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As other have pointed out this will do nothing to prolong the life of the wall. I agree with the post that said save this $970 towards replacement. Your mileage may vary but we had a similar situation on a house we bought in 1982. I looked at that wall and thought that is going to be a major PITA to replace. It took 17 years and a 100 year storm to finally topple the thing. I wasn't wrong about the amount of work to replace it. I replace it with a concrete footer and the big dry laid retaining wall blocks interlocked with rebar and filled with crushed stone. Exclusive of the footer, I used about $1K of blocks to do a 60 foot wall 32" high. I did all the labor.
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jeff wrote: ...

I'm no expert but this would be my thoughts on the thing.
a) Get some estimates as to what replacing the wall will cost. b) See if you can find a couple of different people who will give you some kind of idea how long the existing wall might last. c) Figure out how comfortable you are with the idea that the wall might give way one rainy day. Will it trap you in your house? Will it not be any bother at all? What level of risk are you happy with? d) Once you have the above then you work out a budget and save $X.XX a month (week, paycheck or year) so that you have the money to replace the wall before you start to get uncomfortable with the risk of it failing.
The argument that it's a waste of money to replace it too soon sounds somewhat wrong to me. You have to spend that money sooner or later. When you do spend it then you should be replacing that wall with one that is properly built and which should last a number of decades. What difference will a few more years make when compared to the life of the replacement wall?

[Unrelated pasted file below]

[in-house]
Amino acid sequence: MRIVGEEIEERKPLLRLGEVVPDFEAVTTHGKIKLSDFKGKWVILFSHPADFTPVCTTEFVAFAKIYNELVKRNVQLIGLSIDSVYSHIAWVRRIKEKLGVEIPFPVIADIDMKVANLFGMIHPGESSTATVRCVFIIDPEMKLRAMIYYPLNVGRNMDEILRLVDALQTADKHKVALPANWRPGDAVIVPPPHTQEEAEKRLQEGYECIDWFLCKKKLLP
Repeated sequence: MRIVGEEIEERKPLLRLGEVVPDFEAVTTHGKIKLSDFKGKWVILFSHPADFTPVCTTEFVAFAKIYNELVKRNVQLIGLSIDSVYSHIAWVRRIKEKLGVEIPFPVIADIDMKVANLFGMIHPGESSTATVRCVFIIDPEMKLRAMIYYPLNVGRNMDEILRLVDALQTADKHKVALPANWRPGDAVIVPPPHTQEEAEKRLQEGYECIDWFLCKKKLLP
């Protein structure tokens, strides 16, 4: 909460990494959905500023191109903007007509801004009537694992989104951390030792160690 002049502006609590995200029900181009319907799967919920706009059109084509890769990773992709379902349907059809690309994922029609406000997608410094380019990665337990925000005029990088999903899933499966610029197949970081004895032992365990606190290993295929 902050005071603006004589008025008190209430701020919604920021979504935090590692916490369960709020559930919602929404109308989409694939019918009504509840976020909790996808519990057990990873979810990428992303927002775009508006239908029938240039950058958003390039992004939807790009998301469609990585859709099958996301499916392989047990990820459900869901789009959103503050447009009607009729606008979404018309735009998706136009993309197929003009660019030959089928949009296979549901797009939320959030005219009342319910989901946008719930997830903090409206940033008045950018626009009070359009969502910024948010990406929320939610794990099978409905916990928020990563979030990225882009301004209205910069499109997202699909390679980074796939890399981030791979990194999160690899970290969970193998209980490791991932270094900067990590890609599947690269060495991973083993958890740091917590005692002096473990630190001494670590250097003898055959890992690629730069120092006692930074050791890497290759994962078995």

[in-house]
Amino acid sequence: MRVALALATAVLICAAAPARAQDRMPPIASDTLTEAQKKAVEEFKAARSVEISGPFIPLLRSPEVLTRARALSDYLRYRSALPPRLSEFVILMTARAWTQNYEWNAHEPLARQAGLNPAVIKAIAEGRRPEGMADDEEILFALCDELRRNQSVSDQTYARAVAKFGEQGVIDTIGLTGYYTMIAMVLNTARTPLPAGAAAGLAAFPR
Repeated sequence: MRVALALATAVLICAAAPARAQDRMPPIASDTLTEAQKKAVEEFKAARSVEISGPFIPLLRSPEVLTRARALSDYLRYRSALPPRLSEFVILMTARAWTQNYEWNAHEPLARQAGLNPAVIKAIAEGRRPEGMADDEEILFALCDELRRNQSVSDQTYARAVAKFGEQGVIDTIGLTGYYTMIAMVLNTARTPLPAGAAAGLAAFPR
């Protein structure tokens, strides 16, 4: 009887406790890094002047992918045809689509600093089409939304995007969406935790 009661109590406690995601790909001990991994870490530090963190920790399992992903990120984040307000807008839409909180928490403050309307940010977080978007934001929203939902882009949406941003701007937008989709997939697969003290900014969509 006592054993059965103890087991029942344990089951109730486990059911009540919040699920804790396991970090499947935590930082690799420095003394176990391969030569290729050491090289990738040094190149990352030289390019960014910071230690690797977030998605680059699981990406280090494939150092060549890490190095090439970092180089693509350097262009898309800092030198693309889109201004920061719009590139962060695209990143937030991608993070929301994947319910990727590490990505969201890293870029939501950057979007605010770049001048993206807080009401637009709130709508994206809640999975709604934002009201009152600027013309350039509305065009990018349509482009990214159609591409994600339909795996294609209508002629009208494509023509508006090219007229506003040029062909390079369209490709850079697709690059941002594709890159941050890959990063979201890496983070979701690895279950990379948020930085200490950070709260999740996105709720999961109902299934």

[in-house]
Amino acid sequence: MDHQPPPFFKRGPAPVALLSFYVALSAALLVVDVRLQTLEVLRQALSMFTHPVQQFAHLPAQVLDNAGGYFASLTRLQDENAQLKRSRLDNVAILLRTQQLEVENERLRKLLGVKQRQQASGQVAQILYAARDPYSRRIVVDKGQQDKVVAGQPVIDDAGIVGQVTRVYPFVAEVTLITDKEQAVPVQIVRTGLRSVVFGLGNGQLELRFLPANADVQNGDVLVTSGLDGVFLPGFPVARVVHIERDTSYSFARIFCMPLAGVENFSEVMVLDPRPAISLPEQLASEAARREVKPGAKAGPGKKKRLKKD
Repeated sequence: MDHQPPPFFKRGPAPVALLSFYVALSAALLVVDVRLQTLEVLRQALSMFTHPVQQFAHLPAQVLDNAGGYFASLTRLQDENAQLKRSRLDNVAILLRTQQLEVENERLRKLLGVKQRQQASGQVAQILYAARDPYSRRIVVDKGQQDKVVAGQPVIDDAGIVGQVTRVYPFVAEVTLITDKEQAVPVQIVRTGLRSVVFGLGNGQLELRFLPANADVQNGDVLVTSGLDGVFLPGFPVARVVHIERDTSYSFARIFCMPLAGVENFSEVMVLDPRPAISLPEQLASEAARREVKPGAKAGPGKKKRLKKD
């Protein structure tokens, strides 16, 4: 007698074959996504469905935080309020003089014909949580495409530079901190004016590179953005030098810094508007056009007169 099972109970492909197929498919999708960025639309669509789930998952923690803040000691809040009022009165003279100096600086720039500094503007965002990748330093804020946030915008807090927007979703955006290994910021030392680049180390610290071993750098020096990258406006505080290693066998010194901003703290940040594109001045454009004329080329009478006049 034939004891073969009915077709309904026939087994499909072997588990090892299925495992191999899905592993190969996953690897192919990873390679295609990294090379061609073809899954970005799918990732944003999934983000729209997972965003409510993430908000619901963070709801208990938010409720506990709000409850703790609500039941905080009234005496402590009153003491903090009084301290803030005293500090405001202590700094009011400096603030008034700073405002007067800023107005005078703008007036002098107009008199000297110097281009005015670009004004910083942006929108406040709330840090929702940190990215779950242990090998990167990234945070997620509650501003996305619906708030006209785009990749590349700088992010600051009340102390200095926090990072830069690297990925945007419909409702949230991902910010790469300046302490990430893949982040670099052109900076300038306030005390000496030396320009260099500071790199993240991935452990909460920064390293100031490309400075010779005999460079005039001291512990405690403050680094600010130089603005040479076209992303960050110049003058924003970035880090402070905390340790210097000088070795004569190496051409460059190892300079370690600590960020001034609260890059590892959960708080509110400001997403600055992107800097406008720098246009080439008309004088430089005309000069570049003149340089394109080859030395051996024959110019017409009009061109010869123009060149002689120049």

The only way it would be cheaper to wait a while is if you have to take out a loan today but in a few years you could save up the money and pay for it in cash. Loans always make things more expensive.
Anthony
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On Tue, 12 Aug 2003 01:30:18 GMT, someone wrote:

BTW, neither will putting re-rods and mortar down the existing cavities, because that will STILL not tie the wall into any kind of foundation lip that (probably doesn't exist anyway) runs back under the higher soil to anchor the wall. Making a "stronger" wall will merely result in it all tippng over in one unit, what is weak is the (lack of a) tie to anything to counterbalance the lateral pressure, not necessarily the wall itself. To, that it is block is highly highly suspect of an improper job to start with.
The wall being (only) 40 inches, after it gets a bit worse and has to come down, can you make the vertical cliff into a slope instead, that will make it much easier to hold back. Just about any decent 'permanent' solution to this would need some back excavation anyway, for tie backs, and proper foundation, or angling back with those (easily DIY) modular dry laid retaining block systems.